Airports - with unpaved runways
total: 31 914 to 1,523 m: 6 under 914 m: 25 (2007)

total: 4,043 km standard gauge: 4,043 km 1.435-m gauge (2,509 km electrified) (2006)

total: 92,513 km paved: 71,832 km (includes 664 km of expressways) unpaved: 20,681 km (2005)

total: 715 ships (1000 GRT or over) 16,511,659 GRT/22,299,832 DWT by type: bulk carrier 49, cargo 151, carrier 1, chemical tanker 146, combination ore/oil 12, container 5, liquefied gas 72, passenger/cargo 122, petroleum tanker 79, refrigerated cargo 12, roll on/roll off 16, specialized tanker 1, vehicle carrier 49 foreign-owned: 174 (China 47, Cyprus 2, Denmark 26, Estonia 1, Finland 1, France 3, Germany 2, Greece 6, Hong Kong 5, Iceland 3, Italy 4, Japan 1, Lithuania 1, Monaco 5, Netherlands 1, Poland 3, Saudi Arabia 3, Singapore 1, Sweden 31, UAE 1, UK 9, US 18) registered in other countries: 872 (Antigua and Barbuda 7, Australia 1, Bahamas 232, Barbados 35, Belize 3, Bermuda 5, Brazil 1, Canada 1, Cayman Islands 2, China 1, Comoros 1, Cook Islands 1, Cyprus 17, Denmark 1, Dominica 1, Estonia 2, Faroe Islands 4, Finland 1, France 17, Gibraltar 27, Hong Kong 30, Isle of Man 33, Liberia 42, Libya 1, Malta 71, Marshall Islands 62, Mexico 1, Netherlands 9, Netherlands Antilles 5, Nigeria 1, Panama 60, Philippines 2, Portugal 3, Singapore 125, Spain 6, St Vincent and The Grenadines 19, Sweden 5, UK 33, US 4, unknown 2) (2007)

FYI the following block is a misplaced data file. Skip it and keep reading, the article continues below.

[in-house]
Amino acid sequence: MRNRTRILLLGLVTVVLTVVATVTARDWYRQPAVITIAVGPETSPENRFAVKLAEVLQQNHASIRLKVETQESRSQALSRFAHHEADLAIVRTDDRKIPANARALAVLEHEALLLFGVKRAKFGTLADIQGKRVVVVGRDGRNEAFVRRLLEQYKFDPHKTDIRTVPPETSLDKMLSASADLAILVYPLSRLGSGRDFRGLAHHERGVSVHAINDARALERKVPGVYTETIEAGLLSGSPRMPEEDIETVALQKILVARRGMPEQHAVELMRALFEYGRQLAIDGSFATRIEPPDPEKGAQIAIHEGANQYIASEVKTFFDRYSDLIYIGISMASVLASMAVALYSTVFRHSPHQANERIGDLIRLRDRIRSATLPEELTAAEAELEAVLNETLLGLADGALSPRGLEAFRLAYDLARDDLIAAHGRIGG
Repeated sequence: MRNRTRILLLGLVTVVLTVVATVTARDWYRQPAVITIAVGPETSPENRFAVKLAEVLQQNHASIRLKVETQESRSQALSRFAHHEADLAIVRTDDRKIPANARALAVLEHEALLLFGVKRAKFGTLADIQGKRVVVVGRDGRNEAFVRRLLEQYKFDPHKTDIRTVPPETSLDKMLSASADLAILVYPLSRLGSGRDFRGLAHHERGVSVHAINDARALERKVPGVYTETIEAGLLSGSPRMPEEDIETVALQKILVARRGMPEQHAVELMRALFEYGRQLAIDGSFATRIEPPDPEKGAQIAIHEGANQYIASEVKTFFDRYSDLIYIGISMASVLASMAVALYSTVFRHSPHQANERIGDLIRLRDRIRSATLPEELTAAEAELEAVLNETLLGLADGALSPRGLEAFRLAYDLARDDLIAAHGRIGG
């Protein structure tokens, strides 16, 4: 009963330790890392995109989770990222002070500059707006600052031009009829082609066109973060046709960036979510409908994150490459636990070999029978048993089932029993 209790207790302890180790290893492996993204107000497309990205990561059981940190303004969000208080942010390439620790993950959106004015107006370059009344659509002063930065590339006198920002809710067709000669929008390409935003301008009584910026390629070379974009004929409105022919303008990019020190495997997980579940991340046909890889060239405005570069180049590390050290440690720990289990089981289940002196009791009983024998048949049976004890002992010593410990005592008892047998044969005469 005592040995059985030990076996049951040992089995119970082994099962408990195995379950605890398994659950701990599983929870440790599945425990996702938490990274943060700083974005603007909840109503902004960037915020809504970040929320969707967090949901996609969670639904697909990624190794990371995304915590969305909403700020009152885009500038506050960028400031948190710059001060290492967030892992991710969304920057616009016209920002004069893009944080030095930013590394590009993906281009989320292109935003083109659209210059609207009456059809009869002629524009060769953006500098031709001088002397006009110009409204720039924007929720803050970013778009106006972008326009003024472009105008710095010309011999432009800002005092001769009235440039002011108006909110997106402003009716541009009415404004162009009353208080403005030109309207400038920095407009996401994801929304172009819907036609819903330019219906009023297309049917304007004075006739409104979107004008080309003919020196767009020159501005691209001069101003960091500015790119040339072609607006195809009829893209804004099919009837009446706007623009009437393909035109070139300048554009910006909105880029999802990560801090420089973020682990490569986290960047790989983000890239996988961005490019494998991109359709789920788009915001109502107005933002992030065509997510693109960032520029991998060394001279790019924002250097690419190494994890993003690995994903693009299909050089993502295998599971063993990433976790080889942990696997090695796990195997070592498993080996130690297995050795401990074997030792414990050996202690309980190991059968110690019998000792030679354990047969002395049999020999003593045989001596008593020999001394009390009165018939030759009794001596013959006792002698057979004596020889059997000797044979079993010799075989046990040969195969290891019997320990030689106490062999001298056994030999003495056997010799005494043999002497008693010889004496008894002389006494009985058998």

Ports and terminals
males age 18-49: 1,014,592 females age 18-49: 982,734 (2005 est.)

Manpower fit for military service
males age 18-49: 827,016 females age 18-49: 801,358 (2005 est.)

Manpower reaching military service age annually
males age 18-49: 29,179 females age 18-49: 28,023 (2005 est.)

Military expenditures - percent of GDP
1.9% (2005 est.)

Disputes - international
Norway asserts a territorial claim in Antarctica (Queen Maud Land and its continental shelf); despite dialogue, Russia and Norway continue to dispute their maritime limits in the Barents Sea and Russia's fishing rights beyond Svalbard's territorial limits within the Svalbard Treaty zone

WordNet (r) 3.0 (2005)

1: a constitutional monarchy in northern Europe on the western side of the Scandinavian Peninsula; achieved independence from Sweden in 1905 [syn: Norway, Kingdom of Norway, Norge, Noreg]

Merriam Webster's